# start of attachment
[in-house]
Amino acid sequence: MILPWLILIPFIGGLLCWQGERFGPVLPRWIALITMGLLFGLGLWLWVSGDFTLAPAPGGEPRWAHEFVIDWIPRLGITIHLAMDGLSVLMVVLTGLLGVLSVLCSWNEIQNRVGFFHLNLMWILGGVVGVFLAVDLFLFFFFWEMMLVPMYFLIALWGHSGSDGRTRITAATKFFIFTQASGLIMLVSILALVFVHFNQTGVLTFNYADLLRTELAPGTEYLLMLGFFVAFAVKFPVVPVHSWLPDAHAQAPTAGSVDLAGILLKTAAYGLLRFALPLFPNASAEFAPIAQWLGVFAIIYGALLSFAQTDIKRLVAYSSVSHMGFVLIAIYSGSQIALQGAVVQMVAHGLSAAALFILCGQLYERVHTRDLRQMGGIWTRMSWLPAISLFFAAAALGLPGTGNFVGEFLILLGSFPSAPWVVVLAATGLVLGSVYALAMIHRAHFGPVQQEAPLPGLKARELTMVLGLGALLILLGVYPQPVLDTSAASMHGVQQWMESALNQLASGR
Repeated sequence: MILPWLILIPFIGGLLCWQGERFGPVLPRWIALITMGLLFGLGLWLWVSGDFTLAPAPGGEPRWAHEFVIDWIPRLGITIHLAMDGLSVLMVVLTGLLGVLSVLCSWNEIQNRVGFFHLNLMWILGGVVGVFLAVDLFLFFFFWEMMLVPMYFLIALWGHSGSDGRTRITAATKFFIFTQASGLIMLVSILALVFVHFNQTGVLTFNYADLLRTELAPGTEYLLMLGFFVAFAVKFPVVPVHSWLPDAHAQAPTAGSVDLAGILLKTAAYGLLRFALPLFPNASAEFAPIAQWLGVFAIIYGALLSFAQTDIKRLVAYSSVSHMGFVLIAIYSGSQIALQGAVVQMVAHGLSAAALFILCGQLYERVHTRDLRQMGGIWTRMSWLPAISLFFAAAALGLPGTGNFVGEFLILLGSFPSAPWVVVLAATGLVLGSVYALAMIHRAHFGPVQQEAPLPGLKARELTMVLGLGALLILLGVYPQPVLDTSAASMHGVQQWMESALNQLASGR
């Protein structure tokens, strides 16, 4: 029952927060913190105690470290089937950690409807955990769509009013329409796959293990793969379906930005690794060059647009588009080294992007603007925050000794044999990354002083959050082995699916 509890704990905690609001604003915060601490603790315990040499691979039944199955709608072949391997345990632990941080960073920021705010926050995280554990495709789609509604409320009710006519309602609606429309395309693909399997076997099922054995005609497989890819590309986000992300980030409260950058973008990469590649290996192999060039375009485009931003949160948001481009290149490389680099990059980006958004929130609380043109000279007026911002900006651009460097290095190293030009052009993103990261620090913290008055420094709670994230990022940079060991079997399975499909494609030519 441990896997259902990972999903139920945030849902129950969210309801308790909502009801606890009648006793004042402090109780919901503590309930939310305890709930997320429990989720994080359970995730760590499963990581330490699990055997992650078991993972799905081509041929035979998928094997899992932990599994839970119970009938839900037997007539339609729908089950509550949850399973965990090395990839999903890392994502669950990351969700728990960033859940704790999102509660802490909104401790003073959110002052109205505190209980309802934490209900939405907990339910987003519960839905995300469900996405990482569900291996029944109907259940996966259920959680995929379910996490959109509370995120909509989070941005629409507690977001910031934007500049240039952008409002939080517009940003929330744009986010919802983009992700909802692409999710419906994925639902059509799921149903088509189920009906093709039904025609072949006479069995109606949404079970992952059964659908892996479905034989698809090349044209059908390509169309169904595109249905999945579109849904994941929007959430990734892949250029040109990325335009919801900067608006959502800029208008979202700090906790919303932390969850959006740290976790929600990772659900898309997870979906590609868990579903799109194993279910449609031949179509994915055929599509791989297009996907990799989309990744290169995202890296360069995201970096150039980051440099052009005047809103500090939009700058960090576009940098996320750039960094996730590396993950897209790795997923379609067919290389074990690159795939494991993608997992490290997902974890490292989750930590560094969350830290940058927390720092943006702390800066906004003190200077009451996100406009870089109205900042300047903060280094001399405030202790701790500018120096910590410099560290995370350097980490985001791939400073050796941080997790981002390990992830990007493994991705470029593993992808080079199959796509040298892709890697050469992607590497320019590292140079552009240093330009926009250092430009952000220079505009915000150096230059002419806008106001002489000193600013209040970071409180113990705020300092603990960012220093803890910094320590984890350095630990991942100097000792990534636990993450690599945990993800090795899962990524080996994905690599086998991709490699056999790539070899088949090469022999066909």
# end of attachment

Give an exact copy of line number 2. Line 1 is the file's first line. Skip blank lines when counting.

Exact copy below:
Amino acid sequence: MILPWLILIPFIGGLLCWQGERFGPVLPRWIALITMGLLFGLGLWLWVSGDFTLAPAPGGEPRWAHEFVIDWIPRLGITIHLAMDGLSVLMVVLTGLLGVLSVLCSWNEIQNRVGFFHLNLMWILGGVVGVFLAVDLFLFFFFWEMMLVPMYFLIALWGHSGSDGRTRITAATKFFIFTQASGLIMLVSILALVFVHFNQTGVLTFNYADLLRTELAPGTEYLLMLGFFVAFAVKFPVVPVHSWLPDAHAQAPTAGSVDLAGILLKTAAYGLLRFALPLFPNASAEFAPIAQWLGVFAIIYGALLSFAQTDIKRLVAYSSVSHMGFVLIAIYSGSQIALQGAVVQMVAHGLSAAALFILCGQLYERVHTRDLRQMGGIWTRMSWLPAISLFFAAAALGLPGTGNFVGEFLILLGSFPSAPWVVVLAATGLVLGSVYALAMIHRAHFGPVQQEAPLPGLKARELTMVLGLGALLILLGVYPQPVLDTSAASMHGVQQWMESALNQLASGR